Locusts destroy crops in East Africa, leaving farmers helpless

  • Swarms of locusts are decimating crops in East Africa, where millions of people already struggle to get healthy food.
  • The swarm can eat enough food in one day to feed 34 million people.
  • Farmers in Kenya, Ethiopia and other countries have resorted to setting fires and making noise to try to ward off the locusts.
  • The United Nations is asking for $76 million in aid to the region to combat the plague.
  • Watch more episodes of Business Insider Today on Facebook.

Below is a transcript from an episode of Business Insider Today. Watch the full episode here.

Locusts have a great appetite.

One of these insects can eat its own weight in food in one day.

They are destroying crops in East Africa, where millions of people are already considered food insecure.

With an emergency in Somalia and Kenya experiencing its worst invasion in 70 years, the region is struggling to contain the outbreak.

The shepherds and farmers felt this the most. Somali shepherd Abdullah Hassan relies on his flock to feed his nine children.

Abdullah Hassan, shepherd: “Locusts have destroyed all of our grazing lands, and I am very worried that Mashi will die of starvation because these locusts are everywhere and take over the whole area.”

The swarm can eat enough food to feed 34 million people in just one day.

Within a year, locusts had destroyed more than 170,000 acres of land in Somalia and Ethiopia – where people depend on crops for food and income.

The swarms have been piling up since 2018, when two cyclones hit the Arabian Peninsula in the same year.

Wet conditions gave the locusts a fertile breeding ground, and the population increased more than 400-fold. It only got worse after another cyclone hit the area at the end of 2019.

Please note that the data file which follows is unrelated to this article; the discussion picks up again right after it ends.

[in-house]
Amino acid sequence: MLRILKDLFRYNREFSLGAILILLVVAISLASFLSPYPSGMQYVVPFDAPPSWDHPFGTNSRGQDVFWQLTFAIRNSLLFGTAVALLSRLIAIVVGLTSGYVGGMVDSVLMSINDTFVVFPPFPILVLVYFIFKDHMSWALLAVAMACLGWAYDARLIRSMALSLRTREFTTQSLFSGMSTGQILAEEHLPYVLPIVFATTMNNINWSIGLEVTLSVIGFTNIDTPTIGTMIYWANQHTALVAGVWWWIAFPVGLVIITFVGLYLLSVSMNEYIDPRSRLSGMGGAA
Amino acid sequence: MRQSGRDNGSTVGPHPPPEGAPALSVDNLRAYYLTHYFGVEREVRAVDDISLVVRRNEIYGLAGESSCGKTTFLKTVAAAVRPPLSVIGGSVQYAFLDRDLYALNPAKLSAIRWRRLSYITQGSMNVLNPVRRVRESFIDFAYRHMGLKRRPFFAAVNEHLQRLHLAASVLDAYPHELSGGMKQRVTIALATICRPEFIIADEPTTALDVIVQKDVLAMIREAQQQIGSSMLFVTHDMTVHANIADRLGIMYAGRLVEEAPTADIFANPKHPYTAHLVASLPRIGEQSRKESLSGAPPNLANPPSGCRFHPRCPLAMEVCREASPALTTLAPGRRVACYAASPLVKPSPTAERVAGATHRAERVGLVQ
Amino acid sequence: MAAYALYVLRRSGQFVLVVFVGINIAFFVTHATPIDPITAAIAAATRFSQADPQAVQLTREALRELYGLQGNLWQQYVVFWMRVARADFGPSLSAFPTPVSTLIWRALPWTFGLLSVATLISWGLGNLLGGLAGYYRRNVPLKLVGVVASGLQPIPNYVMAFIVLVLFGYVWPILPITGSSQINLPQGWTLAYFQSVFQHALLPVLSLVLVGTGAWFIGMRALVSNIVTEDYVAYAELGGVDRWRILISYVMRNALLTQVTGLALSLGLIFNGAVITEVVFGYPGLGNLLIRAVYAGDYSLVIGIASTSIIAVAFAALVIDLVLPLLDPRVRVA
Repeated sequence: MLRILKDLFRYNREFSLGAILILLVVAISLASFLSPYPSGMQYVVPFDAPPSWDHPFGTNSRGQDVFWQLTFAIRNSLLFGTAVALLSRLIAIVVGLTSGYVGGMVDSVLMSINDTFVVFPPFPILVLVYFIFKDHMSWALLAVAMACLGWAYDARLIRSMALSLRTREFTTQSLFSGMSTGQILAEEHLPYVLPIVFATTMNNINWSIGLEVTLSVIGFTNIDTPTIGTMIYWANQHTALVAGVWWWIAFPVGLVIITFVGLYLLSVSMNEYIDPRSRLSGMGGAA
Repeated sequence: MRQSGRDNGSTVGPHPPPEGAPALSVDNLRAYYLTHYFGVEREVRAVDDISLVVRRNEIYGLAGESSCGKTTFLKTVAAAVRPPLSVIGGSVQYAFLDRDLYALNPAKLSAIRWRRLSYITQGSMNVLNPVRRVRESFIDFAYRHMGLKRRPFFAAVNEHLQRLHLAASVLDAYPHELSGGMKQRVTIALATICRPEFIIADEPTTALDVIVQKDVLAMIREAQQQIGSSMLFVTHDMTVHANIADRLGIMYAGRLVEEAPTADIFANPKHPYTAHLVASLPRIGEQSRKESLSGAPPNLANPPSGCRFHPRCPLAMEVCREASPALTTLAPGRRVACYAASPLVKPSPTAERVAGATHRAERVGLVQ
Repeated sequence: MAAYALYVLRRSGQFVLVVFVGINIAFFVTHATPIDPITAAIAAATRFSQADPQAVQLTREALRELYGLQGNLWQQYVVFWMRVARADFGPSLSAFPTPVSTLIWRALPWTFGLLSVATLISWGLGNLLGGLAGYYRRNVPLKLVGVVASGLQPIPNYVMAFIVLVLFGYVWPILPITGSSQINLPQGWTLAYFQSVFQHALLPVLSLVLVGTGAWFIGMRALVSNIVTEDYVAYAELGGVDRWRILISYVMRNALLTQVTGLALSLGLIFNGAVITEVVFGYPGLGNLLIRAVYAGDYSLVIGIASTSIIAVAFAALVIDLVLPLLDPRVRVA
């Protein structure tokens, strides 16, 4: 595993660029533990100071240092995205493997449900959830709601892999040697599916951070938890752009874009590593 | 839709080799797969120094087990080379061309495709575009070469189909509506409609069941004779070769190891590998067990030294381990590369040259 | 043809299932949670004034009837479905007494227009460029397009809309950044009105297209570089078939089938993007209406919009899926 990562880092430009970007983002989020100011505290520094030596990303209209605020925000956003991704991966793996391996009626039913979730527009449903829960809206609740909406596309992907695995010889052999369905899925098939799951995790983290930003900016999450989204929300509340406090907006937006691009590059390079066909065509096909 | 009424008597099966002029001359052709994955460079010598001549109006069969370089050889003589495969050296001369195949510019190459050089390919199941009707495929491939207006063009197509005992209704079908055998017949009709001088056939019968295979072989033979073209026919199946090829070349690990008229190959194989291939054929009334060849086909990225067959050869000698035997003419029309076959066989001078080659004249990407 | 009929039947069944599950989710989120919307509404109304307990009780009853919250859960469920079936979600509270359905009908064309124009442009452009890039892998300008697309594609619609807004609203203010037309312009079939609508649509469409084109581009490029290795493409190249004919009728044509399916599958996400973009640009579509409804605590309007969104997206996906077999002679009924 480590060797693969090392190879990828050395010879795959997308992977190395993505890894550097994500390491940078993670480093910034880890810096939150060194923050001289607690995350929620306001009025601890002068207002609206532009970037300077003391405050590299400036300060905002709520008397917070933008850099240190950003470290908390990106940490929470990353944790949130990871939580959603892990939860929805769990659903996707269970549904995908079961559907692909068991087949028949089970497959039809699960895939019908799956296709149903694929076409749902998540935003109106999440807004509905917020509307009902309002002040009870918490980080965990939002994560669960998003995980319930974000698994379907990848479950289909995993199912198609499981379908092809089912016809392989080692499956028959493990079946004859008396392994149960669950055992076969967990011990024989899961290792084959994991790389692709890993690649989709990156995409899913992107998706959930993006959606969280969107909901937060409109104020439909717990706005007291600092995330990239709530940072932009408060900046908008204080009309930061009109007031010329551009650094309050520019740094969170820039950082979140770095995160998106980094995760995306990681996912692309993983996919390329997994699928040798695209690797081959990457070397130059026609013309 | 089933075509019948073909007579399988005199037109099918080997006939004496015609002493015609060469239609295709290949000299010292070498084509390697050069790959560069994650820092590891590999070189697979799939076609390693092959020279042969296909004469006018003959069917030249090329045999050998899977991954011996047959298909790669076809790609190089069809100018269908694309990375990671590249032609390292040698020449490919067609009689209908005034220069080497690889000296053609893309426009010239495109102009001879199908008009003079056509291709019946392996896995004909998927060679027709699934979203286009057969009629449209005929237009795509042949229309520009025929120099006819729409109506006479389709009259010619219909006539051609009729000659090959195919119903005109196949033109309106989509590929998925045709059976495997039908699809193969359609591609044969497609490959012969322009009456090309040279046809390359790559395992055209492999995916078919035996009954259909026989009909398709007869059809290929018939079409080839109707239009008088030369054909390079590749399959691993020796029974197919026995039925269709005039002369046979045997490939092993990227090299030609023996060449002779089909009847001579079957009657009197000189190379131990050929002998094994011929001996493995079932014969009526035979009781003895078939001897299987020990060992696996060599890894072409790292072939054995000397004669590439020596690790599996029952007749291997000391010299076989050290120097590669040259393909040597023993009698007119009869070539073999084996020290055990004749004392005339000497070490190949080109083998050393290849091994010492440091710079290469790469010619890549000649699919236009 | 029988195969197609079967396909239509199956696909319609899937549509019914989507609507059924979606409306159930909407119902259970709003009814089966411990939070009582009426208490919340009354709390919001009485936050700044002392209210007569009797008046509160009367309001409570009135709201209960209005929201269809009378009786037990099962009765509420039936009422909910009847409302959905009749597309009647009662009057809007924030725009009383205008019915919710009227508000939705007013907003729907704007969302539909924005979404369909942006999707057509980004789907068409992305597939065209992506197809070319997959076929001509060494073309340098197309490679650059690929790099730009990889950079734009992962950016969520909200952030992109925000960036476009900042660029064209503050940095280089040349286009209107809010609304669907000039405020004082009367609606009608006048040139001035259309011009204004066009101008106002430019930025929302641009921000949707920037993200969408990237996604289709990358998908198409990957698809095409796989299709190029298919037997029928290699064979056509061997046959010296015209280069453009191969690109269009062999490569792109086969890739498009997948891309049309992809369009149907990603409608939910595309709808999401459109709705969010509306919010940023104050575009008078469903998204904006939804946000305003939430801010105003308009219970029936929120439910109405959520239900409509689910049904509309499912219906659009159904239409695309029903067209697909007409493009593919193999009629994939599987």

locusts

A swarm of locusts like the one afflicting East Africa could eat enough food a day to feed 34 million people.

FAO


Now, swarms have invaded 15 counties in Kenya and have reached Uganda, Tanzania and Sudan.

Communities do what they can to protect their food source. Many of them bury the locusts, start fires, and make noise to scare them away.

But these are not sustainable solutions.

Hassan: “But we cannot fight them because their numbers are huge and uncontrollable.”

An expert at the Food and Agriculture Organization of the United Nations warns that some of these practices actually perpetuate the problem.

Keith Cressman, Food and Agriculture Organization of the United Nations: “It’s just passing the problem on to their neighbors and then the locusts scatter, so it’s not a good target to control anymore.”

locusts

Local farmers resorted to setting fires and making noise to ward off swarms of locusts.

Reuters


The only way to adequately control the swarms, Keith says, is to use insecticides.

But resources are scarce – the Associated Press reports that Kenya has just five planes to combat swarms the size of 250 football fields.

The United Nations is asking for $76 million in aid. So far it has only reached $20 million, and half of it has come from the emergency fund.

And time is running out. The planting season begins around April, and the United Nations fears the emergence of a new generation of locusts around the same time.

locusts

Many farms fear that locusts will wipe out the harvest of several months.

Reuters


Esther Kithuka, farmer: “We depend so much on this season, we fear the locusts will destroy our crop and we will end up starving all year long, waiting for October, when we have the next crop season.”

If the rain stops and control operations increase, the growing threat to these swarms may slow. But this is not possible.

At the very least, officials are urging the world to step in and help.

Dominique Bourgogne, Food and Agriculture Organization of the United Nations: “Now is the time for the international community to understand that it is an issue that must be dealt with now. Otherwise… there will be high levels of acute food insecurity. There will be another million people who will need food assistance and it will take us years to bring the situation under control.”

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